'The only people not making mistakes are the people doing nothing'

boji

Re: Mixing Console Ground Configurations-Layout
« Reply #26 on: May 06, 2018, 12:38:18 PM »
Ah.. well that makes more sense now. Interesting  idea to encapsulate a single bus in a 'u' extrusion.  The more I listen to you folks explain console architecture, the more I wish I had volunteered in some professional studios before setting to work on my own...

abbey road d enfer

Re: Mixing Console Ground Configurations-Layout
« Reply #27 on: May 06, 2018, 04:50:51 PM »
Ah.. well that makes more sense now. Interesting  idea to encapsulate a single bus in a 'u' extrusion.  The more I listen to you folks explain console architecture, the more I wish I had volunteered in some professional studios before setting to work on my own...
You would have needed to do that 30 years ago, when there were actual mixers in studios. Now there are only computers and control surfaces... :(
Who's right or wrong is irrelevant. What matters is what's right or wrong.
Star ground is for electricians.

boji

Re: Mixing Console Ground Configurations-Layout
« Reply #28 on: May 18, 2018, 02:19:32 AM »
I have a question not directly about general ground, but the PFL/AFL/SIP  relays I've added that tie to the bus:  Should I treat them like I have the Aux and Groups switches, in that when deselected, the bus resistors tie to ACOM?  I don't see why I should treat them any differently. Thanks for your input!
-Boji

abbey road d enfer

Re: Mixing Console Ground Configurations-Layout
« Reply #29 on: May 18, 2018, 03:08:19 AM »
I have a question not directly about general ground, but the PFL/AFL/SIP  relays I've added that tie to the bus:  Should I treat them like I have the Aux and Groups switches, in that when deselected, the bus resistors tie to ACOM?  I don't see why I should treat them any differently. Thanks for your input!
-Boji
Since the only purpose of doing that is decreasing x-talk, you have to ask the question; is it a good point or not decreasing x-talk on the AFL/PFL bus?
I would think it is, although not as important as it is for main bus, since the PFL bus will never end up in the final mix. In practice, it's not a serious issue. Do you know there was one mixer where the mix could be reinjected into the PFL bus via a potentiometer, so a PFL'd signal could be heard in attenuated context instead of full isolation? Very clever feature that never really caught on.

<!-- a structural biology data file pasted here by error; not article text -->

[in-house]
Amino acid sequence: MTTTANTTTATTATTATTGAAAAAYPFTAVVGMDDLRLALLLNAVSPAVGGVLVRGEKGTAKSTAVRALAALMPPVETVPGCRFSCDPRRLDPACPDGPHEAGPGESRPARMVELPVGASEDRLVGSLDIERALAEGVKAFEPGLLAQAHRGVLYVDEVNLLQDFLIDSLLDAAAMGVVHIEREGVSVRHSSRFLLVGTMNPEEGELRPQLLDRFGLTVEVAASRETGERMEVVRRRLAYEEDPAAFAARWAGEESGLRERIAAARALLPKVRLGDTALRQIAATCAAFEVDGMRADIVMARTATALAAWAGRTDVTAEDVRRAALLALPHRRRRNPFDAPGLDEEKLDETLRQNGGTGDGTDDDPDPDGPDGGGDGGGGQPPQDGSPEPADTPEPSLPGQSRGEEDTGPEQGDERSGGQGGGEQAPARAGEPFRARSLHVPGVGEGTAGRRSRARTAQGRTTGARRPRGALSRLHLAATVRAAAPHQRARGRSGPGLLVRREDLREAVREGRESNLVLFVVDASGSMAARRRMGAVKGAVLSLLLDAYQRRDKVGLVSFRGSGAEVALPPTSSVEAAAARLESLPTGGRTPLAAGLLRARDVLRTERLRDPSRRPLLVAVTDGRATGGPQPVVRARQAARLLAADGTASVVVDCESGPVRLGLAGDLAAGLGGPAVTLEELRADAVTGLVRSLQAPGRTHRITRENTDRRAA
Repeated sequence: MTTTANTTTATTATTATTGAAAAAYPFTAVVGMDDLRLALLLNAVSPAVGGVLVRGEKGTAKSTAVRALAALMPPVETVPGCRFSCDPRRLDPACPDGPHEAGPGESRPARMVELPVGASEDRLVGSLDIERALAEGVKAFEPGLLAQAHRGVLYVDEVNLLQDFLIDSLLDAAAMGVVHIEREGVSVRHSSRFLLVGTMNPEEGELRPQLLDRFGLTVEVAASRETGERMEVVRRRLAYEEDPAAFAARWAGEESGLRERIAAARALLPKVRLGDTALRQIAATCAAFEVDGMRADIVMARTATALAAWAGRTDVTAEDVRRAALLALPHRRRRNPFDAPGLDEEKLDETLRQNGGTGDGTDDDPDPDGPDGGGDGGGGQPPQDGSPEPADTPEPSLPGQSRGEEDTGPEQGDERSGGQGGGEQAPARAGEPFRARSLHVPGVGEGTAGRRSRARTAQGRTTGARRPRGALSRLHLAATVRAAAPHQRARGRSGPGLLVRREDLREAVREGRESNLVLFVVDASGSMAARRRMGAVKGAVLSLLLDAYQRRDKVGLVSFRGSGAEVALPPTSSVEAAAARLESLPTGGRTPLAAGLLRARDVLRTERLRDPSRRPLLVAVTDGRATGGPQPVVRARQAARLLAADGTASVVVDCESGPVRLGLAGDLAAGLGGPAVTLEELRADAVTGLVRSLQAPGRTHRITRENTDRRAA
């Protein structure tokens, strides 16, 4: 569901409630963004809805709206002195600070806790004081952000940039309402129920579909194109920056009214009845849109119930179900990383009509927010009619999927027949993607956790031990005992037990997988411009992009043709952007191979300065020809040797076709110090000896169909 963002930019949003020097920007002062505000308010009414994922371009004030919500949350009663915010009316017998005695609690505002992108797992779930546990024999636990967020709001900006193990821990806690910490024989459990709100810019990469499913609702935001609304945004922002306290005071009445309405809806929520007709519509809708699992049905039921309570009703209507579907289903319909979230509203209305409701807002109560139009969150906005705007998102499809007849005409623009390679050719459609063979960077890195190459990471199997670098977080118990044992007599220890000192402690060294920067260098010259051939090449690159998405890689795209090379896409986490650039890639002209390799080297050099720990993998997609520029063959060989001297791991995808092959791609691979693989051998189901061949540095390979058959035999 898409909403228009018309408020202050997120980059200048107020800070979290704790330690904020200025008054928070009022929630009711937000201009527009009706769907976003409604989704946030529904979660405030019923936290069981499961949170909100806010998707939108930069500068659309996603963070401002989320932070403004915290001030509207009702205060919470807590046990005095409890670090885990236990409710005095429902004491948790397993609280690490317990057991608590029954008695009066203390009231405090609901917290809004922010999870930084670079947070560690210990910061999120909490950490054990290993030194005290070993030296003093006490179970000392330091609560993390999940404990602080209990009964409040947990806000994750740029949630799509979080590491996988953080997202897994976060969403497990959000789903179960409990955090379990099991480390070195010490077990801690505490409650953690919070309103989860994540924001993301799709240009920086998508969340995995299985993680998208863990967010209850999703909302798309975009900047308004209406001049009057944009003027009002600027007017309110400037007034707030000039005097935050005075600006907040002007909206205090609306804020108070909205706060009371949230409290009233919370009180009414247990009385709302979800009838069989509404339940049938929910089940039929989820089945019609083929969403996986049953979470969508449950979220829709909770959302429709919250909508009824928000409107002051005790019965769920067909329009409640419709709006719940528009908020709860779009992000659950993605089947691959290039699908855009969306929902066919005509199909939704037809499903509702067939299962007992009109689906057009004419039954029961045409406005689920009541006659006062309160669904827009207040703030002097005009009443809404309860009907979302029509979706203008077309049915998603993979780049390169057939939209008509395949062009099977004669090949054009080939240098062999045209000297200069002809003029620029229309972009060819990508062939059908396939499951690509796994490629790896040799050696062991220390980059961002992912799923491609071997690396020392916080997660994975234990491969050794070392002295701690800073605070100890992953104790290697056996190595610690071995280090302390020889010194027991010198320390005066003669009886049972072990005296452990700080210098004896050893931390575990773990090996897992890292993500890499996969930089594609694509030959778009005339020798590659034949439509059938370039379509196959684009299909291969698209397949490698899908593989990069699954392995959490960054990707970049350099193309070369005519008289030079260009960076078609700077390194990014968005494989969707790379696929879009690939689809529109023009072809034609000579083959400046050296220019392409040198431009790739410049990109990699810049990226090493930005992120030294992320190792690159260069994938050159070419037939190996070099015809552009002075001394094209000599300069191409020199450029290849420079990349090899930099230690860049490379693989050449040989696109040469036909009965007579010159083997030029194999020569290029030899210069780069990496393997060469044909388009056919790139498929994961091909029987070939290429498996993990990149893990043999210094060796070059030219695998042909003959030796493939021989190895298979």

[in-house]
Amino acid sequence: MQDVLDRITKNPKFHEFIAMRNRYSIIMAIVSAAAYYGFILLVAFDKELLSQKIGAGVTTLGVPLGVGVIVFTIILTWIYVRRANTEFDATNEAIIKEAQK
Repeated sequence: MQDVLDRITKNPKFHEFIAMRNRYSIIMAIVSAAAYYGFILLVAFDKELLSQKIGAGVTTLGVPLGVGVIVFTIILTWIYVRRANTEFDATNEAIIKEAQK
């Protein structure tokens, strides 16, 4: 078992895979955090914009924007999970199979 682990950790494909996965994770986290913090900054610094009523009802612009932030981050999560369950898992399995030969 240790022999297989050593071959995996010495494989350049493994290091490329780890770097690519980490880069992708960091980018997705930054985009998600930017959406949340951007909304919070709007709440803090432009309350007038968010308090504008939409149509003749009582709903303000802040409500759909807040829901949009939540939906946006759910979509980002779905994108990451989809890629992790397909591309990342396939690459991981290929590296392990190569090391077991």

Who's right or wrong is irrelevant. What matters is what's right or wrong.
Star ground is for electricians.


boji

Re: Mixing Console Ground Configurations-Layout
« Reply #30 on: May 18, 2018, 10:05:17 PM »
Quote
"...mix could be reinjected into the PFL bus via a potentiometer, so a PFL'd signal could be heard in attenuated context instead of full isolation."

That is cool, and seems easy to do. Yeah, why didn't that catch on?  Especially in the days of not having a computer monitor to see where you exactly were in a mix...  What's one more relay and pot in the monitor interface sect at this point? =P

fazer

Re: Mixing Console Ground Configurations-Layout
« Reply #31 on: May 19, 2018, 10:57:33 AM »
The noise floor was minus 90 dB on the Neve 8036 (in the studio) measured with a soundtech distortion  test set.  We had 1064 and 1081 input modules in the console.   When you inserted eq on the 1081’s, the noise would go up to minus 65 due to extra circuitry in the 1081 .   The Consoles of the day we’re  minus 70 or so.  Neve did set a standard for others to follow.

abbey road d enfer

Re: Mixing Console Ground Configurations-Layout
« Reply #32 on: May 19, 2018, 03:04:52 PM »
The noise floor was minus 90 dB on the Neve 8036 (in the studio) measured with a soundtech distortion  test set. 
I surmise it's for the channel alone, from mic in to direct out. At what gain was it measured? Output noise is directly dependant on the preamp's gain.

Quote
We had 1064 and 1081 input modules in the console.   When you inserted eq on the 1081’s, the noise would go up to minus 65 due to extra circuitry in the 1081 .
Wow! That's a serious degradation of performance. I've never done a thorough analysis of Neve EQ's, but I would have thought they were capable of achieving much better performance.
Who's right or wrong is irrelevant. What matters is what's right or wrong.
Star ground is for electricians.